‘Waterfall’: A different Asian-American romance

We’ve all had enough of American man in Asia romance stories. “Waterfall” turns that tired old genre around. A Thai man dreams of living in America, and falls in love with an American woman married to another Thai man.  This takes place pre-World War II so there’s some commentary that is both anti-American and anti-Japanese. That might be a bitter cup of tea to swallow, but there’s a lot of truth in this musical which is a welcome point of view change.

The musical is based on a Thai novel, “Behind the Painting” by Sriburapha and has been adapted for American audiences. Lyrics and book are by Tony Award-winner Richard Maltby Jr. (“Ain’t Misbehavin’,” and “Miss Saigon”) and music by Oscar-winner and two-time Tony Award nominee David Shire). Director Tak Viravan is a leading figure in Thailand’s theater scene and he directed a Thai version of this show “Behind the Painting.”

The musical begin with a prologue in Bangkok after the war. It is 1945 and the main character, Noppon (Bie Sukrit) is hanging a colorful painting of a waterfall on the wall. His wife (Kimberly Immanuel) comments about it–the painting itself isn’t that good, and Noppon flashes back to 1932 when Thailand is still called Siam and Noppon was totally in love with all things American, but “the place that never changes has changed” and Noppon soon ends up in Tokyo on a special study scholarship. In Tokyo, he meets the elderly Ambassador from Siam Chao Khun Atikarn (Thom Sesma) to Japan, but more importantly he meets the 30-something American blonde wife of the Ambassador, Katherine (Emily Padgett).

Noppon falls in love with Katherine and her husband unwisely is too busy to take her around sightseeing and asks Noppon to be her guide. Katherine as a young girl have been to Thailand and her father had known Chao Khun Atikarn. Unbeknownst to the young Katherine, Chao Khun Atikarn had become infatuated with her. Later, when Katherine’s mother and father had died, leaving her in terrible debt, the now widowed Atikarn saved her and out of gratitude, Katherine married him.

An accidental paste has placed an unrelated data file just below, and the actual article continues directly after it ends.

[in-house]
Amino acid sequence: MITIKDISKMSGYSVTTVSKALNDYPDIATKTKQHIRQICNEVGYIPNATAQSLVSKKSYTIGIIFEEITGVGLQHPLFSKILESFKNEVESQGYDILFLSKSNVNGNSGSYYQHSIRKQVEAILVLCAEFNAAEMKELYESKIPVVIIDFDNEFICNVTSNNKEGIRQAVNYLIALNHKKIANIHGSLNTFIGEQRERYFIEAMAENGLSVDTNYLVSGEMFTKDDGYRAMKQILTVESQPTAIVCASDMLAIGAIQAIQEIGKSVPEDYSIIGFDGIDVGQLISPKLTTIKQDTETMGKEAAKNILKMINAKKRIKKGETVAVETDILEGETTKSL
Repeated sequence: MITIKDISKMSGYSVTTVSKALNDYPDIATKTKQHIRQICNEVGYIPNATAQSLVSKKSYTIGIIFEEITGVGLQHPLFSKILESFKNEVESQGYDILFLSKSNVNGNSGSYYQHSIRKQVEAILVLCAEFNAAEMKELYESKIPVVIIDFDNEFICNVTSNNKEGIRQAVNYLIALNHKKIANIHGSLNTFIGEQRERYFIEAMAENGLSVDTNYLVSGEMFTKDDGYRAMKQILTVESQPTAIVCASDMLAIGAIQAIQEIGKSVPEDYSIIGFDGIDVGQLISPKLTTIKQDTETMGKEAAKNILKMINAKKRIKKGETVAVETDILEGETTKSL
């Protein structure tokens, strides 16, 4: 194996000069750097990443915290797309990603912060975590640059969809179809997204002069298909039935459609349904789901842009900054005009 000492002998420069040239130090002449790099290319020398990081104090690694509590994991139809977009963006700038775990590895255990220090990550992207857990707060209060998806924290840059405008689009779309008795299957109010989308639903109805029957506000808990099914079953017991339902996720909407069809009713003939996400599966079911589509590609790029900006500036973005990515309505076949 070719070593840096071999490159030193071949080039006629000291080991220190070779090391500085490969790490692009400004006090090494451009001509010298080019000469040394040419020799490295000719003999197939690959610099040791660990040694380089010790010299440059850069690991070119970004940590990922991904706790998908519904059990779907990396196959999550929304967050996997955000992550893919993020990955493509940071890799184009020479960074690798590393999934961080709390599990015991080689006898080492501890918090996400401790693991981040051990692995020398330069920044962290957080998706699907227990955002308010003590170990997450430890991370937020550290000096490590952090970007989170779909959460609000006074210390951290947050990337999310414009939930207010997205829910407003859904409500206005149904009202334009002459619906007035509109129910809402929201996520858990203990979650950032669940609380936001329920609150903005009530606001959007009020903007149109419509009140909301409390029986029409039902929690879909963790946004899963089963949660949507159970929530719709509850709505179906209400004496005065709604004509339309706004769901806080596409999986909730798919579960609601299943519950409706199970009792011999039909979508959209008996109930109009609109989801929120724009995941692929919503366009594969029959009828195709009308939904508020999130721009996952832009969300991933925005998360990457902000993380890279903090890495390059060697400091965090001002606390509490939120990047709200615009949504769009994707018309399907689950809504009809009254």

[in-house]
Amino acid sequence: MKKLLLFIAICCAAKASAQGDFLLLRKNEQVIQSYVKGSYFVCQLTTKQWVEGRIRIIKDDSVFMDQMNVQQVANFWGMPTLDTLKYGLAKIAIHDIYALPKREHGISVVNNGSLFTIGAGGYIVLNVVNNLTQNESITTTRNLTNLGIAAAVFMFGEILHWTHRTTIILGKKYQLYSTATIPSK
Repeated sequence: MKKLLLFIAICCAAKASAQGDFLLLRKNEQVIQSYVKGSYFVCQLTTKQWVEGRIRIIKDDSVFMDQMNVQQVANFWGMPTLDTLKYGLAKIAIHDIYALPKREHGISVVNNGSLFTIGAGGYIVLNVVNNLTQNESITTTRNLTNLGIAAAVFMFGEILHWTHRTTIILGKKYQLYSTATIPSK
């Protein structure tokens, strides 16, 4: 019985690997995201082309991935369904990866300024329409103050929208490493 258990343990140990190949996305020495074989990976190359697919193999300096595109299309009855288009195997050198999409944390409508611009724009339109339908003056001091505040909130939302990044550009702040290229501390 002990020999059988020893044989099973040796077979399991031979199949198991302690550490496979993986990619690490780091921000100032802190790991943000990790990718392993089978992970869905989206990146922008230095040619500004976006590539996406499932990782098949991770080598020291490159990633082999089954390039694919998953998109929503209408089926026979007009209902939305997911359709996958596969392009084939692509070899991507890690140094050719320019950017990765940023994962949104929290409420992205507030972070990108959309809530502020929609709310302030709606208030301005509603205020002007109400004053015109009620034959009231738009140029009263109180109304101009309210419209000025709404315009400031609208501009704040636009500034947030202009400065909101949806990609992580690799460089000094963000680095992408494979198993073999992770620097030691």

The painting has a significance because at the very beginning Noppon tells us, “She danced with me and that one moment was a work of art.”

Yet this is an Asian point of view and Katherine becomes the figure of tragedy, perhaps justly so because of her own youthful indiscretions. Noppon’s indicretions doesn’t keep him from success and a good marriage. There’s a bit of comedy and a show of the changing times through Katherine’s servant Nuan (J. Elaine Marcos).  Besides Katherine, Noppon has a Japanese American friend, Kumiko (Lisa Helmi Johanson) to provide a contrasting viewpoint (“America Will Break Your Heart).

Padgett has a lovely, elegant voice that contrasts Sukrit’s more pop-inflected vocalizations. Yet that also sets her apart from Sukrit’s Noppon, making their poignant romance seem doomed. The contrast between Thailand and Japan is shown through dance, but the realization of Japan, particularly Kyoto doesn’t establish the contrast between Japan and Thailand.

In Thailand, women wear pants. In Japan, the women are in kimonos in Kyoto, and yet they walk as if they are in pants. Furthermore one key moment, when Katherine appears at an official function in a kimono, it isn’t clear if her faux pas is dressing in a kimono (the very sight being offensive to the Japanese official) or being in the wrong type of kimono. The Kyoto shopkeeper should have known and even Noppon should have realized it, but the Kyoto scene doesn’t show a differentiation at all between married women and unmarried women.

It’s also hard to hear the name Noppon and not think of the old Japanese world for Japan: Nippon. I don’t think that’s a mistake.

“Waterfall” is a pleasant musical, one that doesn’t have any catchy tunes, but it is a welcome view from Southeast Asia of Japan and the United States. The cast does a good job and there’s real chemistry between the boyishly charming Sukrit and cool Padgett.

“Waterfall” continues at the Pasadena Playhouse, 39 S. El Molino Ave., Pasadena. Tuesdays-Fridays, 8 p.m.; Saturdays, 4 p.m. and 8 p.m.; Sundays, 2 p.m. and 7  p.m. $30-$87. For more information, call (626) 356-7529 or visit http://www.PasadenaPlayhouse.org.

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